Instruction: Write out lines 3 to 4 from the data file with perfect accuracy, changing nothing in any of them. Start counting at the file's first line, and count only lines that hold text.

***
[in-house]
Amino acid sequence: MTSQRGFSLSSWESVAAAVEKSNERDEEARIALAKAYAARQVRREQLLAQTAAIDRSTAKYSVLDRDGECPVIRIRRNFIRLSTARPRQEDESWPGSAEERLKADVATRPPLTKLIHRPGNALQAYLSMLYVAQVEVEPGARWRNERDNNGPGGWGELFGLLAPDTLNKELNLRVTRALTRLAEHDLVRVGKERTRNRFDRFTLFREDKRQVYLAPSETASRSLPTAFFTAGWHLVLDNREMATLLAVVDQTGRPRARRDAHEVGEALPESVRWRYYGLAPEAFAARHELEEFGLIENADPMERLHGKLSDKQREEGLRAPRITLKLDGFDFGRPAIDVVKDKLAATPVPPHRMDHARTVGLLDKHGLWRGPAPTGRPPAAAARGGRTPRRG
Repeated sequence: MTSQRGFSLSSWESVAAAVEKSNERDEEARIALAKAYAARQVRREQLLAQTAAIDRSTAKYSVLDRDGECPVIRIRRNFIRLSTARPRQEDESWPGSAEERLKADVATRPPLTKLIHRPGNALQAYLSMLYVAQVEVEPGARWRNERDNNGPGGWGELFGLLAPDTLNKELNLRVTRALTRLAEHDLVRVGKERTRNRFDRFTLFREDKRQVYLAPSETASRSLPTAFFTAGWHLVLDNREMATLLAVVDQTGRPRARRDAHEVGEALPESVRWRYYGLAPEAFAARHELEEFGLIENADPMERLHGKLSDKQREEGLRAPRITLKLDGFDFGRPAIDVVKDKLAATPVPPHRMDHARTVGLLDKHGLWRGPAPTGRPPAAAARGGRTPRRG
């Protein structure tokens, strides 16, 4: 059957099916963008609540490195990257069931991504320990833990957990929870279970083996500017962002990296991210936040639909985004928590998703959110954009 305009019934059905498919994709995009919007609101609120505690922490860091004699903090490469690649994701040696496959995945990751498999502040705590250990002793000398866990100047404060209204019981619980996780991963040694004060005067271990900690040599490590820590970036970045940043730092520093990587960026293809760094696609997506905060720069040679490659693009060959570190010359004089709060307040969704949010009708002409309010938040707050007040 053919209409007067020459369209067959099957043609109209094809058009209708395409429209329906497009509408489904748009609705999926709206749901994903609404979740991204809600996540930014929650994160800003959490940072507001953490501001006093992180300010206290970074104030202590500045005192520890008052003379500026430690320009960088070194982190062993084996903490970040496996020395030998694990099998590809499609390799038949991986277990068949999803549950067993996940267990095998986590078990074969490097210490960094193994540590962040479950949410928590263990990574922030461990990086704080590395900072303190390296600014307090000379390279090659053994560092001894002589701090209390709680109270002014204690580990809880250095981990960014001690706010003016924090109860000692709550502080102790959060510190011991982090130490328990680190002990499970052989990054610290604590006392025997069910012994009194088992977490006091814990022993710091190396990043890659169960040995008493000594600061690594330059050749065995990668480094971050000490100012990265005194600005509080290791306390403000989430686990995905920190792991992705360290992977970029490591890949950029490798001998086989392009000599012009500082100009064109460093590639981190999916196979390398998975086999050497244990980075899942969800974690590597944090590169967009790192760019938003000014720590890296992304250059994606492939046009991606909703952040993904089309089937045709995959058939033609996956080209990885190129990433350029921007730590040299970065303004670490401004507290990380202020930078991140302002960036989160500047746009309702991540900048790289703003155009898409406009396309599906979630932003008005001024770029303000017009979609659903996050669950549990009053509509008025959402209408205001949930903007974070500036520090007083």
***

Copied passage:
Repeated sequence: MTSQRGFSLSSWESVAAAVEKSNERDEEARIALAKAYAARQVRREQLLAQTAAIDRSTAKYSVLDRDGECPVIRIRRNFIRLSTARPRQEDESWPGSAEERLKADVATRPPLTKLIHRPGNALQAYLSMLYVAQVEVEPGARWRNERDNNGPGGWGELFGLLAPDTLNKELNLRVTRALTRLAEHDLVRVGKERTRNRFDRFTLFREDKRQVYLAPSETASRSLPTAFFTAGWHLVLDNREMATLLAVVDQTGRPRARRDAHEVGEALPESVRWRYYGLAPEAFAARHELEEFGLIENADPMERLHGKLSDKQREEGLRAPRITLKLDGFDFGRPAIDVVKDKLAATPVPPHRMDHARTVGLLDKHGLWRGPAPTGRPPAAAARGGRTPRRG
């Protein structure tokens, strides 16, 4: 059957099916963008609540490195990257069931991504320990833990957990929870279970083996500017962002990296991210936040639909985004928590998703959110954009 305009019934059905498919994709995009919007609101609120505690922490860091004699903090490469690649994701040696496959995945990751498999502040705590250990002793000398866990100047404060209204019981619980996780991963040694004060005067271990900690040599490590820590970036970045940043730092520093990587960026293809760094696609997506905060720069040679490659693009060959570190010359004089709060307040969704949010009708002409309010938040707050007040 053919209409007067020459369209067959099957043609109209094809058009209708395409429209329906497009509408489904748009609705999926709206749901994903609404979740991204809600996540930014929650994160800003959490940072507001953490501001006093992180300010206290970074104030202590500045005192520890008052003379500026430690320009960088070194982190062993084996903490970040496996020395030998694990099998590809499609390799038949991986277990068949999803549950067993996940267990095998986590078990074969490097210490960094193994540590962040479950949410928590263990990574922030461990990086704080590395900072303190390296600014307090000379390279090659053994560092001894002589701090209390709680109270002014204690580990809880250095981990960014001690706010003016924090109860000692709550502080102790959060510190011991982090130490328990680190002990499970052989990054610290604590006392025997069910012994009194088992977490006091814990022993710091190396990043890659169960040995008493000594600061690594330059050749065995990668480094971050000490100012990265005194600005509080290791306390403000989430686990995905920190792991992705360290992977970029490591890949950029490798001998086989392009000599012009500082100009064109460093590639981190999916196979390398998975086999050497244990980075899942969800974690590597944090590169967009790192760019938003000014720590890296992304250059994606492939046009991606909703952040993904089309089937045709995959058939033609996956080209990885190129990433350029921007730590040299970065303004670490401004507290990380202020930078991140302002960036989160500047746009309702991540900048790289703003155009898409406009396309599906979630932003008005001024770029303000017009979609659903996050669950549990009053509509008025959402209408205001949930903007974070500036520090007083």